This post is part II. Here I will discuss different types of dry-eye eye drops. If you haven’t read my previous post, be sure to have a read here.
Most dry-eye eye drops are available over the counter in the supermarkets and at the chemists. The range is full on and it can be quiet confusing.
You might notice that there are 3 main types of eyedrops:
- Antihistamines or allergy eye drops
- Red Eye eye drops: They may contain antihistamines but generally consist of vasoconstrictors (Shrink up the blood vessels so your eye appears less red)
- Lubricating or moisturising eye drops: These come in 2 main forms: normal liquid and the more viscous gel.
As you might have guessed we are after the third type.
But how do you know if that’s what you need?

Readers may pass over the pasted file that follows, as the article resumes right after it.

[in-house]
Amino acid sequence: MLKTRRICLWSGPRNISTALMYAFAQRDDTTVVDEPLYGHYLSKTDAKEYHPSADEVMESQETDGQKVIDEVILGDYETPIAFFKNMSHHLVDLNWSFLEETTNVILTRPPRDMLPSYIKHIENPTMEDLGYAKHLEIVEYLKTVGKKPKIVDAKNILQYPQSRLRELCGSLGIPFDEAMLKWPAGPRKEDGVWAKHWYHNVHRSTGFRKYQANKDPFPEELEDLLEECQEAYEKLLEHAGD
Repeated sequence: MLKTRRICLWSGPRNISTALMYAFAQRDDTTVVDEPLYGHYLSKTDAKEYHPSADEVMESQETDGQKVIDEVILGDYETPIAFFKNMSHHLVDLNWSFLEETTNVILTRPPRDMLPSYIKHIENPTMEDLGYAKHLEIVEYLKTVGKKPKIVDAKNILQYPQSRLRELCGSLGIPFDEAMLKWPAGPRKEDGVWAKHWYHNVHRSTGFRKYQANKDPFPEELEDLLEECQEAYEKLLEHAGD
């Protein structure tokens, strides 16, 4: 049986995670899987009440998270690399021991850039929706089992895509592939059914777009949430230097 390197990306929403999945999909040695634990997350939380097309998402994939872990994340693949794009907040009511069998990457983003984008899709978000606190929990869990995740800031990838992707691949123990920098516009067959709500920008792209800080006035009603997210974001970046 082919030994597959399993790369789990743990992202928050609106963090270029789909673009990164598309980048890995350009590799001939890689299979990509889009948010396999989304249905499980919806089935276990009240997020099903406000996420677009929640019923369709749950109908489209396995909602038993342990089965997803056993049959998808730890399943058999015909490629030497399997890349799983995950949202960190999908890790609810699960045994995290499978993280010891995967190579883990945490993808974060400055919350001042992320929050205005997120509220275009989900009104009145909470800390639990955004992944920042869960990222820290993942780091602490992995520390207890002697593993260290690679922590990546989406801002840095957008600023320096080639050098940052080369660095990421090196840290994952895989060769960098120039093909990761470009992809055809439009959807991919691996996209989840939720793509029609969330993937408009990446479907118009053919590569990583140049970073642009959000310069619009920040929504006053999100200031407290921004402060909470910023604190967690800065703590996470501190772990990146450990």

First, Distinguish between an allergy, red eye and dry eyes.
While the symptoms are common, an allergy is more characterised by itchiness, possibly stinging rather than sandy gritty sensation experienced in dry eyes. Dry eyes tend to be more chronic, while an allergy can be triggered by recent exposal to wind, dust, gardening, petting animals or hayfever season.
Red eye can be caused by a number of reason mainly fatigue, lack of sleep, dry eyes and allergies. Can also be caused by other eye conditions such as infections, trauma and many more.
Finally, make sure to rule out any infections before commencing on any eye drops.